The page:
Pineapple translation factor SUI1 and ribosomal protein L36
promoters drive constitutive transgene expression patterns
in Arabidopsis thaliana
Received: 18 October 2012 / Accepted: 12 December 2012 / Published online: 22 December 2012
Ó Springer Science+Business Media Dordrecht 2012
Abstract The availability of a variety of promoter sequen-
ces is necessary for the genetic engineering of plants, in basic
research studies and for the development of transgenic crops.
In this study, the promoter and 5
untranslated regions of the
evolutionally conserved protein translation factor SUI1 gene
and ribosomal protein L36 gene were isolated from pineap-
ple and sequenced. Each promoter was translationally fused
to the GUS reporter gene and transformed into the heterol-
ogous plant system Arabidopsis thaliana. Both the pineapple
SUI1 and L36 promoters drove GUS expression in all tissues
of Arabidopsis at levels comparable to the CaMV35S pro-
moter. Transient assays determined that the pineapple SUI1
promoter also drove GUS expression in a variety of cli-
macteric and non-climacteric fruit species. Thus the pine-
apple SUI1 and L36 promoters demonstrate the potential for
using translation factor and ribosomal protein genes as a
source of promoter sequences that can drive constitutive
transgene expression patterns.
Ribosomal protein L36 Á SUI1 Á Promoter Á Constitutive Á
GUS Á Pineapple Á Arabidopsis
Access to a variety of well characterized promoters with a
broad spectrum of expression patterns provides researchers
with important molecular tools for controlling transgene
expression in basic research and biotechnology applications.
Tissue speciﬁc promoters are useful for directing tight con-
trol of gene expression, particularly when off target
expression may have a negative effect on plant development.
Examples include the use of a tapetum speciﬁc promoter to
drive stilbene synthase transgene expression in tobacco
anthers to achieve pollen ablation (Hoﬁg et al. 2003, 2006),
and the use of the harvest inducible asparagine synthetase
promoter from asparagus to express a cysteine protease
antisense transgene and an ACC oxidase antisense trans-
gene to delay ﬂoret senescence in harvested broccoli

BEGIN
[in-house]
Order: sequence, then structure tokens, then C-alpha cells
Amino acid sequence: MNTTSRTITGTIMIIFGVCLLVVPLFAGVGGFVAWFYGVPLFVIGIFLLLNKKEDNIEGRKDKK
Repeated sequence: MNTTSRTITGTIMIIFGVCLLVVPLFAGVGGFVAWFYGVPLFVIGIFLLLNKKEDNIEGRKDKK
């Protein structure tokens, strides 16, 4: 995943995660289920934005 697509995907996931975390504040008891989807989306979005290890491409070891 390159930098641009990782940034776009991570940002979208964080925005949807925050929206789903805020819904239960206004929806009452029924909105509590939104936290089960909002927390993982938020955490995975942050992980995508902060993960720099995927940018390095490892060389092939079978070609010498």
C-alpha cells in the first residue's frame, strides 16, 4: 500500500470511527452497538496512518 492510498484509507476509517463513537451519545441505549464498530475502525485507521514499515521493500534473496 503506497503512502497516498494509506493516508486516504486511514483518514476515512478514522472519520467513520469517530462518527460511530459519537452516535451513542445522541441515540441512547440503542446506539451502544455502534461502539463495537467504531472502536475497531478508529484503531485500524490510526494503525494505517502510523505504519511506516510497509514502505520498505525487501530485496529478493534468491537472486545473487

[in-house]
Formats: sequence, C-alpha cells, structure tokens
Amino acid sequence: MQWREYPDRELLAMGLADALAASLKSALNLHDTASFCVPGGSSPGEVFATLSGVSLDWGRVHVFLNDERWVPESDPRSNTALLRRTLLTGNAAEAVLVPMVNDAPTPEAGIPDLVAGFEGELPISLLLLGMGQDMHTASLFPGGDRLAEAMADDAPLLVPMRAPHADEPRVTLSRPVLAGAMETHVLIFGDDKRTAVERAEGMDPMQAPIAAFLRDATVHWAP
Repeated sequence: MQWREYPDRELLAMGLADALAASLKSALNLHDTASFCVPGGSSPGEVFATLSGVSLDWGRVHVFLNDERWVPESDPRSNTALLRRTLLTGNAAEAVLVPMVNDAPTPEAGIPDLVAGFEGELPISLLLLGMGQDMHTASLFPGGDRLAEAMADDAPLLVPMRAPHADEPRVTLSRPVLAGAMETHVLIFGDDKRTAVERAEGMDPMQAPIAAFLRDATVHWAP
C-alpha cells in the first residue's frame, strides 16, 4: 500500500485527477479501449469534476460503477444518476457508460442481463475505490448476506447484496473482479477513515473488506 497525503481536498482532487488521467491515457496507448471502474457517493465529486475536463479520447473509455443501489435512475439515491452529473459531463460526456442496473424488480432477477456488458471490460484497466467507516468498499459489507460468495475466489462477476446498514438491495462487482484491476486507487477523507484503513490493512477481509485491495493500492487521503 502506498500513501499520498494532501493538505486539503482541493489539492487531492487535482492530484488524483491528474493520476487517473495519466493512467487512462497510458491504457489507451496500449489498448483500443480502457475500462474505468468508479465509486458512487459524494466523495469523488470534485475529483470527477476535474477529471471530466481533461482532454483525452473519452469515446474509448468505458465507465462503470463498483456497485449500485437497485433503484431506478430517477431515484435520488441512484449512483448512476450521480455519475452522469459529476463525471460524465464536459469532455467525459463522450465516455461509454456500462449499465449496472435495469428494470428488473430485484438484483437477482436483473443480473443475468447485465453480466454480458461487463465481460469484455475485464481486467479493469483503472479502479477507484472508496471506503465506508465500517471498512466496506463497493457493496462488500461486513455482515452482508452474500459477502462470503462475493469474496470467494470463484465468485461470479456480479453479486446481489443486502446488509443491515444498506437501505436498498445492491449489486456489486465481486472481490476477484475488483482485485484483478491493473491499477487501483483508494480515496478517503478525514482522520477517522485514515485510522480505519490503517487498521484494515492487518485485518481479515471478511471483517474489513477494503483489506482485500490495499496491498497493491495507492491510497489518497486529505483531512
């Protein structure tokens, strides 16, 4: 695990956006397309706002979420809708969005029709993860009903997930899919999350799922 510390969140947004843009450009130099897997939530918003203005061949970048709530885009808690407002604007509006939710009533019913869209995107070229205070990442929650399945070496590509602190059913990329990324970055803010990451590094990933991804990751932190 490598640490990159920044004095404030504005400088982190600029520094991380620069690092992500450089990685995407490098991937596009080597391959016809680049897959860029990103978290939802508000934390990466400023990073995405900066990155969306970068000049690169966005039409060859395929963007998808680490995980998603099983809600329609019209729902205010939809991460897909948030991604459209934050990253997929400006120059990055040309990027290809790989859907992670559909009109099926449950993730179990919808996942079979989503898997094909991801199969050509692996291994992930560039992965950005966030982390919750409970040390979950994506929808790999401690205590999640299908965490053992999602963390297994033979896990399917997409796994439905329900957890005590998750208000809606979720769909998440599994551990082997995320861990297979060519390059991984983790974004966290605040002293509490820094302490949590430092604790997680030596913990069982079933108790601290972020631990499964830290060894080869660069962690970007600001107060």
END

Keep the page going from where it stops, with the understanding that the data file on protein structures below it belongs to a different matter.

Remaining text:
(Winichayakul et al. 2004; Eason et al. 2005; Gapper et al.
Conversely, constitutive promoters are used to deliver
transgene expression to most or all tissues and stages of
development. Applications where constitutive promoters
are particularly useful include the expression of selectable
marker genes, herbicide resistance genes, insect resistance
genes, over-expression and gene knockout constructs in
reverse genetic studies. Some of the most commonly used
constitutive promoters in plants originate from plant viru-
ses, with the cauliﬂower mosaic virus 35S promoter
(CaMV35S) extensively utilized to drive high levels of
transgene expression in multiple plant species (Odell et al.
1985; Fang et al. 1989; Benfey et al. 1990; Potenza et al.
2004; Datta et al. 1992). Other plant viral promoters used
to drive high transgene expression include the cassava vein
mosaic virus (CsVMV) promoter (Verdaguer et al. 1996),
Australian banana streak virus (BSV) promoters (Remans
et al. 2001), mirabilis mosaic virus (MMV) promoter (Dey
and Maiti 1999) and the ﬁgwort mosaic virus (FMV) pro-
moter (Sanger et al. 1990; Maiti et al. 1997). However,
there are limitations to the use of virally derived promoters,
including reports of post-transcriptional transgene silencing
Jonni Koia, Richard Moyle contributed equally to the work.
Electronic supplementary material The online version of this
article (doi:10.1007/s11103-012-0002-3) contains supplementary
material, which is available to authorized users.
J. Koia Á R. Moyle Á C. Hendry Á L. Lim Á J. R. Botella (&)
University of Queensland, Brisbane 4072, Australia
Plant Mol Biol (2013) 81:327–336